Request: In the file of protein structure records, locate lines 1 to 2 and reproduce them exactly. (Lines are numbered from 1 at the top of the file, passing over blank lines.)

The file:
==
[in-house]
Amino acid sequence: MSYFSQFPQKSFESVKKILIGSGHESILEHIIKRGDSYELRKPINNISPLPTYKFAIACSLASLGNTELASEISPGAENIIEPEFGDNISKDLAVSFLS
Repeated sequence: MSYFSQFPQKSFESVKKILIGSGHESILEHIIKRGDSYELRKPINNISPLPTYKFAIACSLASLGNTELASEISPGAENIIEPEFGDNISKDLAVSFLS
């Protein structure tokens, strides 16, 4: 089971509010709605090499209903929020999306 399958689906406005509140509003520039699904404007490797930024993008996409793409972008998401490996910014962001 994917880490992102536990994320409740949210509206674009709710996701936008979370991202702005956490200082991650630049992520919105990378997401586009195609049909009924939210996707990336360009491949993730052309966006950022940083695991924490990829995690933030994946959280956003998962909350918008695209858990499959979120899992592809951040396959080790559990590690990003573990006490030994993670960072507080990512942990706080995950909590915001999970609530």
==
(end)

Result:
[in-house]
Amino acid sequence: MSYFSQFPQKSFESVKKILIGSGHESILEHIIKRGDSYELRKPINNISPLPTYKFAIACSLASLGNTELASEISPGAENIIEPEFGDNISKDLAVSFLS